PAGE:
Karlin
30th April 2007, 03:06 PM
I'm sorry to hear about Gracie. There are a couple of points for consideration here and they are directly related.

First off, I would strongly advise against using invisible fencing. Many breeders, and all rescues that I know of as well as organisations like the Humane Society and SPCA, would oppose electronic fencing as inhumane. It is also useless at protecting your dogs from thieves and other dogs, and dogs regularly will run right thru electronic fencing if they really want to chase something (we regularly get dogs wearing such collars in the pound). They can also cause training problems and behaviour problems as many trainers will verify. They also sometimes malfunction causing severe burns (down to the bone) to dogs on their neck and have been the subject of lawsuits.

The latter is particularly important because probably over half of all cavaliers have a condition called called syringomyelia in which fluid pockets form in the spine, mostly in the neck and shoulder area, and press on nerve endings causing neurological symptoms -- primarily, pain. When they have this condition it is because their brain is too big for their skull and has been forced through the opening into the spine. To be shocking a dog that has syrinxes and part of its brain exposed in the spine, is risking inflicting severe pain.

Regarding Gracie in particular -- given her behaviour, she does urgently need to see a vet so that should be your first stop as only a vet can tell you what is actually going on. Dogs hide pain very well too, especially neurological pain. The fact that she isn't eating, is hiding in the dark and avoiding people, and has to be made to go outside are all seriously worrying and indicative of some sort of illness and most likely, pain. This kind of behaviour could definitely be related to wearing the electronic collar and the 'training' -- which involves shocking the dog at increasingly higher levels of power until they are too terrified to cross the invisible fence line (try putting on the collar yourself, turn it to the highest setting (as this will be the equivalent, on your body size, to what your dogs feel) then walk across the boundary -- this will at least give you a sense of whether you feel this is appropriate for your dogs and whether you wish to continue using it.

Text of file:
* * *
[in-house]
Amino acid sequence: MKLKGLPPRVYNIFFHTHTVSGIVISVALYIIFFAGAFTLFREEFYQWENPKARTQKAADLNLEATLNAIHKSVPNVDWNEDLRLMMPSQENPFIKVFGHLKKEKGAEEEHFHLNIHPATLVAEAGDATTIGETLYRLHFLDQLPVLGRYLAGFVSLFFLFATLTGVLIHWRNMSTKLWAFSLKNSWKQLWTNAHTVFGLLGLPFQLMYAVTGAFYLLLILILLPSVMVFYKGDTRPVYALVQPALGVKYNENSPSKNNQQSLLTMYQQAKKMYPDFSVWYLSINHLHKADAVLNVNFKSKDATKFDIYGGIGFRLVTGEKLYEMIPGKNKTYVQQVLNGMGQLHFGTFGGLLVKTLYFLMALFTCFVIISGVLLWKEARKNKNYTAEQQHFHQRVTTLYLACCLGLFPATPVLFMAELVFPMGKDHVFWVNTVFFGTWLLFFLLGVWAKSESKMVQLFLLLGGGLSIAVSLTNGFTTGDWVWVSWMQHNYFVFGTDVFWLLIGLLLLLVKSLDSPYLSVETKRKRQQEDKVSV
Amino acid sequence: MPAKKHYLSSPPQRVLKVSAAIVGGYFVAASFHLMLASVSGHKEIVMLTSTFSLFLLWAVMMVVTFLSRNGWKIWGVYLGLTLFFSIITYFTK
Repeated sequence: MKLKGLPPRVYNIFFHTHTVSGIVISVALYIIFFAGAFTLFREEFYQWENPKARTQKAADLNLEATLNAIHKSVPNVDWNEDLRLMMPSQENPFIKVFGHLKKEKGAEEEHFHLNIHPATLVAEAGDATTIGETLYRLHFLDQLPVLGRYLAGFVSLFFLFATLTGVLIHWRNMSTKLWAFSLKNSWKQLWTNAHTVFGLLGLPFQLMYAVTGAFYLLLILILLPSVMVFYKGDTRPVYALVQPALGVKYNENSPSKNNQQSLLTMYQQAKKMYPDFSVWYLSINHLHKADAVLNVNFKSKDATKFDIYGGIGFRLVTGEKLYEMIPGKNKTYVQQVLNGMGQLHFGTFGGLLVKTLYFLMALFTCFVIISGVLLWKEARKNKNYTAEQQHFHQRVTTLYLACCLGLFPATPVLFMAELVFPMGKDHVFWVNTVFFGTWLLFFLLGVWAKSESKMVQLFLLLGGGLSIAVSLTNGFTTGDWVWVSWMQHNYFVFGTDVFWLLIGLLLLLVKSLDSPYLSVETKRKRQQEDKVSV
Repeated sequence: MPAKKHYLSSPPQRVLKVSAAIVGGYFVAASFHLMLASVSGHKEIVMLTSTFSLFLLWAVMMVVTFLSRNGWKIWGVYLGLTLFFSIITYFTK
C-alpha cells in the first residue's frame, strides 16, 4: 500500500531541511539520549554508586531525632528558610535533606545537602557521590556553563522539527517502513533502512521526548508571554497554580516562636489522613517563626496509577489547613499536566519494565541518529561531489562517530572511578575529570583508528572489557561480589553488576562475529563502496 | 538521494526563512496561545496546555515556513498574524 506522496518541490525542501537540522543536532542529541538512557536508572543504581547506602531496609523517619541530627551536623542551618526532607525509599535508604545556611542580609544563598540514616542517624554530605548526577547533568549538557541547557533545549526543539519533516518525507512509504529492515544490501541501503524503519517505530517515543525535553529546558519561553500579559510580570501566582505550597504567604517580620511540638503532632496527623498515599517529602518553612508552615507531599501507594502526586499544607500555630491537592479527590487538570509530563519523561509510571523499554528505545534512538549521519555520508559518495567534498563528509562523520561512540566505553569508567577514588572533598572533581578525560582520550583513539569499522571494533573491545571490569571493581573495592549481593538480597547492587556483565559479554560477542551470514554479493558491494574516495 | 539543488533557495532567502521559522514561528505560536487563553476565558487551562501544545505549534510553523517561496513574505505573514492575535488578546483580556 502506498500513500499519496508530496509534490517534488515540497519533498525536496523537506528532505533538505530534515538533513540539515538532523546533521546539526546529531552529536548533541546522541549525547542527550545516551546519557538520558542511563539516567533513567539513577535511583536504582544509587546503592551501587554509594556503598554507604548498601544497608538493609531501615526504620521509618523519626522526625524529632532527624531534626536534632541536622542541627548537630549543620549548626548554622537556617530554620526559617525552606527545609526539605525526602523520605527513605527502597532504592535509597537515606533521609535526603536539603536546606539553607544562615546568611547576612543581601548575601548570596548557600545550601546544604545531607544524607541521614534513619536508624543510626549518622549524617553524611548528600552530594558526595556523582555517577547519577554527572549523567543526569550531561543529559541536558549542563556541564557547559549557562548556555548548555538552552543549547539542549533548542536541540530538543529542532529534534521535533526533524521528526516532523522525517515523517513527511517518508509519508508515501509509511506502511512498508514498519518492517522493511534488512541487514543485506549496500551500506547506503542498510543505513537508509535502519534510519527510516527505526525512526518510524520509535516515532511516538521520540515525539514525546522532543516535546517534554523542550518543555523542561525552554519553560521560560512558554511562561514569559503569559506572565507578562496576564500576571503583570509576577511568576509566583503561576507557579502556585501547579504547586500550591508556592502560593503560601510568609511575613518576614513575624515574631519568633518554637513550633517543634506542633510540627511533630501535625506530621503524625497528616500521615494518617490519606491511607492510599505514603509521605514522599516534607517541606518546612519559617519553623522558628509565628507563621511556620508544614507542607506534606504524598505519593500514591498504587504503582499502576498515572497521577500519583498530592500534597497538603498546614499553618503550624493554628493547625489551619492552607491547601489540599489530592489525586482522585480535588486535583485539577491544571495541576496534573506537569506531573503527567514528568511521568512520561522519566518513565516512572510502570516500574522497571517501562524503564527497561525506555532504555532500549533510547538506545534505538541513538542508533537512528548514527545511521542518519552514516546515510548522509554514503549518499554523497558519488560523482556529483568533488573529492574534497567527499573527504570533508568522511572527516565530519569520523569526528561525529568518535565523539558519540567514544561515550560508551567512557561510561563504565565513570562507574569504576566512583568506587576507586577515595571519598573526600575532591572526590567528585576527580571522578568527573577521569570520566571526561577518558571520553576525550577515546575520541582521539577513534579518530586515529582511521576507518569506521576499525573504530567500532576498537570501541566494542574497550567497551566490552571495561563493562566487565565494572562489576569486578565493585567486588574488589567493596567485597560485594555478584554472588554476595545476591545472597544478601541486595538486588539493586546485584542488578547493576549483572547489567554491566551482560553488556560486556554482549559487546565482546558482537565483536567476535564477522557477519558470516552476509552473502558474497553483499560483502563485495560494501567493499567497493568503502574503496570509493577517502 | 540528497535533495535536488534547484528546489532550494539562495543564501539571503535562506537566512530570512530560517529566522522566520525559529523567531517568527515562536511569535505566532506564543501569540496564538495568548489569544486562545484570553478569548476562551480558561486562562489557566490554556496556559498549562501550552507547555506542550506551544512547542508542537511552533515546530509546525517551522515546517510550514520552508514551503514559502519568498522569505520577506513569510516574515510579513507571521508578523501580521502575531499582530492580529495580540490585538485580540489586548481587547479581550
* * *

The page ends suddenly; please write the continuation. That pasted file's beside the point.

I am going to also steer you to my Syringomyelia website because some of the behaviour your are describing fits what many owners of cavaliers with SM see:

www.smcavalier.com